American state law would enable law enforcement officers power to stop a vehicle and issue a citation.
U.S. Transportation Secretary Ray LaHood has unveiled the latest step in the campaign against distracted driving.
Sample legislation is to be used as a starting point for states crafting new laws to prohibit texting while behind the wheel,
The sample state law, prepared by the National Highway Traffic Safety Administration (NHTSA) and a cross-section of safety and industry organisations, would authorise law enforcement officers to stop a vehicle and issue a citation to drivers who are texting while driving.
The sample state law is patterned on the Executive Order issued by President Obama on October 1, 2009, directing federal employees not to engage in text messaging while driving government-owned vehicles or with government-owned equipment, extended to federal employees on December 30, 2009.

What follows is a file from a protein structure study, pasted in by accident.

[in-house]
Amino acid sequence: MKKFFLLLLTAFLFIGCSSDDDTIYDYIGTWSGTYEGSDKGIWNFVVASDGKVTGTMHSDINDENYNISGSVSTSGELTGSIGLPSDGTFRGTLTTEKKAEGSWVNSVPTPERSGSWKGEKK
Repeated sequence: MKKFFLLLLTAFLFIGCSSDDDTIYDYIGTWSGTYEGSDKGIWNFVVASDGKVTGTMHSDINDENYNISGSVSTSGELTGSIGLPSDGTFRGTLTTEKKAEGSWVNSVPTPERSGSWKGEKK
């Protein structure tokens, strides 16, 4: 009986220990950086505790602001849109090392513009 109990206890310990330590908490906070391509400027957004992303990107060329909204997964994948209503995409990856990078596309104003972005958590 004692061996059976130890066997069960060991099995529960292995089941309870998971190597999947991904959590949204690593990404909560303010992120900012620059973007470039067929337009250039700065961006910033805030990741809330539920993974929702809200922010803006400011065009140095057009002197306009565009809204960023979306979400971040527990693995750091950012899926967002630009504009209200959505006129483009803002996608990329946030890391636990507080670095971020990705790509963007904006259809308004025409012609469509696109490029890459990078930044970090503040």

In January, LaHood announced federal guidance to prohibit texting by drivers of commercial vehicles such as large trucks and buses, or face civil or criminal penalties of up to $2,750.
NHTSA research shows that nearly 6,000 people died in 2008 in crashes involving a distracted or inattentive driver, and more than half a million were injured. 19 States and the District of Columbia currently have texting laws covering all drivers.
LaHood said: "Texting while driving, like talking on cell phones while driving, is an extremely dangerous and life-threatening practice."
"This language, which we created with a variety of safety organisations, is another powerful tool in our arsenal to help the states combat this serious threat."